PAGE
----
There are three question packs with about 36 cards. Please download them today and start using them with your students.

Question Pack 1 (PDF)

Question Packs 2 (PDF)

Question Packs 3 (PDF)

Logo and Description (PDF) – Fixed

Preview: each card has a theme and 5 related questions. Ask the questions one-by-one or use them as a guide. Give the card to students when they are done.

Preview: each card has a theme and 5 related questions. Ask the questions one-by-one or use them as a guide. Give the card to students when they are done.

Using these cards gives students a chance to learn more English and practice speaking in more natural ways.

This sheet can be handed out to students trying Eikaiwa cards for the first time, or you can print them on the back of every card for quick reference.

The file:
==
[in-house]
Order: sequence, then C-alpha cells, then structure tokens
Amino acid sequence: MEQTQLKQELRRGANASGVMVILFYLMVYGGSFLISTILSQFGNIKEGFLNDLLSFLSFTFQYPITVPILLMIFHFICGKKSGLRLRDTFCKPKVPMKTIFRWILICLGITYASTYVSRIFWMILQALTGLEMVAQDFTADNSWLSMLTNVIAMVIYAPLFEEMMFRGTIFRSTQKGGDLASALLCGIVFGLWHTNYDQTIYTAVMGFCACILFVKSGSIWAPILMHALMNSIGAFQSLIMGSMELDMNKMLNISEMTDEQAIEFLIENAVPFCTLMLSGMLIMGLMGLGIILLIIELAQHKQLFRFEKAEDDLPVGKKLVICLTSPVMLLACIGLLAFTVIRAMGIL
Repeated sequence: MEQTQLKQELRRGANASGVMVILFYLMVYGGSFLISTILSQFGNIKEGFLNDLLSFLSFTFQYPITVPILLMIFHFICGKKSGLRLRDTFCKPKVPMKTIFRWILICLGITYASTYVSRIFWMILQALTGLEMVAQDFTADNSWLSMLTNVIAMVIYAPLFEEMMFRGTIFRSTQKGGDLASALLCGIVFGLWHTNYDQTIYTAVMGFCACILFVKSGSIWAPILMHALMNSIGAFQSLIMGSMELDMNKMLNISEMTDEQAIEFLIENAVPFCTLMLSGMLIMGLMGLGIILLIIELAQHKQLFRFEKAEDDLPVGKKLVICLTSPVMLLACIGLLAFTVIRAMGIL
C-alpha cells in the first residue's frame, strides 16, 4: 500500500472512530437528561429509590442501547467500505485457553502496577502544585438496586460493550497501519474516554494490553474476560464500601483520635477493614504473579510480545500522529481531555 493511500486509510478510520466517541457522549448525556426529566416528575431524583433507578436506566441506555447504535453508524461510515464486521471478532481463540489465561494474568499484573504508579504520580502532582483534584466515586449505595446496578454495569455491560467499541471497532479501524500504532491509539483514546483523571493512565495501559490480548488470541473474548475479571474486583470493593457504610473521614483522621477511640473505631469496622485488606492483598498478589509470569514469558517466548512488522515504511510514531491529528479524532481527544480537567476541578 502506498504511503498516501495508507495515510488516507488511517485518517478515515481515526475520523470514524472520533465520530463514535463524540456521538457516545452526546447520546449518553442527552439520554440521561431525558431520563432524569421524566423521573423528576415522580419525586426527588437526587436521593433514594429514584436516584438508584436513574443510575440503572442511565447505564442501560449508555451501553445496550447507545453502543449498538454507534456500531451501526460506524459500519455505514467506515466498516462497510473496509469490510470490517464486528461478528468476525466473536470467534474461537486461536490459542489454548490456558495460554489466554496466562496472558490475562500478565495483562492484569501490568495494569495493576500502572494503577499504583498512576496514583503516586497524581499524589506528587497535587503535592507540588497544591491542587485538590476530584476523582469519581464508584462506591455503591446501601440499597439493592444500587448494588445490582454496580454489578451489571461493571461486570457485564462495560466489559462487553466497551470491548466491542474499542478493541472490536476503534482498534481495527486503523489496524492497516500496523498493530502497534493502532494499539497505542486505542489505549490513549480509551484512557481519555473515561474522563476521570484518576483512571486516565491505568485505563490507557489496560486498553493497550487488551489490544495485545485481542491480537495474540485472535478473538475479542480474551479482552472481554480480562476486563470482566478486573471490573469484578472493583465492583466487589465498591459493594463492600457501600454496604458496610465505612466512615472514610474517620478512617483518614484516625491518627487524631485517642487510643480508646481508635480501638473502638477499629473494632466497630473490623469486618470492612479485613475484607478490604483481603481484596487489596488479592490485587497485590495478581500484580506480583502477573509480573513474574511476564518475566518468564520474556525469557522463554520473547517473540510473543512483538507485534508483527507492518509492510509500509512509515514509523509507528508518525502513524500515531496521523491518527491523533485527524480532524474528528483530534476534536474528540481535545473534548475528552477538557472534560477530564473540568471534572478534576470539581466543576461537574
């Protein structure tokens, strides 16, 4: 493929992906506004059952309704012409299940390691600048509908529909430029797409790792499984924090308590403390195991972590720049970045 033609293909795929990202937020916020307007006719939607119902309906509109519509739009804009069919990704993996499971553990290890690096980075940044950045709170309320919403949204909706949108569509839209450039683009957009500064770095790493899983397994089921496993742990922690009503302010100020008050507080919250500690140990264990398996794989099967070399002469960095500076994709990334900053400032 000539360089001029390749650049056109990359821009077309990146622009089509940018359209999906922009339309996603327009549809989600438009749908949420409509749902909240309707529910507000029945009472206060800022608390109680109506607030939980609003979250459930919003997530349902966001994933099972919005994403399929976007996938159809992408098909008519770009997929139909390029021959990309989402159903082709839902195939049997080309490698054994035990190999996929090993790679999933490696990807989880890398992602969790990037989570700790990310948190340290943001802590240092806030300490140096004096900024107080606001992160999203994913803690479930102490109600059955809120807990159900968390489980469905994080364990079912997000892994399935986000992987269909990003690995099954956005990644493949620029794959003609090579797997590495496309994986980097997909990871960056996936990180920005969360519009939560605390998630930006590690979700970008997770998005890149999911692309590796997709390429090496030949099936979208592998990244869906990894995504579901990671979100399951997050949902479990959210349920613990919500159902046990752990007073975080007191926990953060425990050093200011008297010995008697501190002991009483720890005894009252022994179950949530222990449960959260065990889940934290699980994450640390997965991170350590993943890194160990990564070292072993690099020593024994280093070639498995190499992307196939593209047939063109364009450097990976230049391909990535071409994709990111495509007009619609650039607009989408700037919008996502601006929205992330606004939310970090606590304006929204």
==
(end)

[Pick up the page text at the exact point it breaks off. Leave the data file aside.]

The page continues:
This sheet can be handed out to students trying Eikaiwa cards for the first time, or you can print them on the back of every card for quick reference.

The quick description on this card, lets students know what Eikwaiwa Cards are all about and what to do when they don’t understand a question.

Make Games and Programs for your Students with iSpring

I wanted to introduce you to a fantastic piece of software I have been using over the past year. The software is called, iSpring. It allows you to create presentations in PowerPoint and then convert those presentations into flash and HTML animations, which can be used in class — or uploaded online for students at home.  It is my goal to deliver greater chances for students to interact with English and learn better communication skills. I belive language-learning software can successfully accomplish this. Normally creating software on this level would take years of schooling in computer programming and game development. But with this software, I am able to bring my ideas to life and directly to my students.

Here are two examples of the kind of games and software I have been able to create, using iSpring.

 1) Talk More! English: language software for students 

eikaiwa

click on the image to try a demo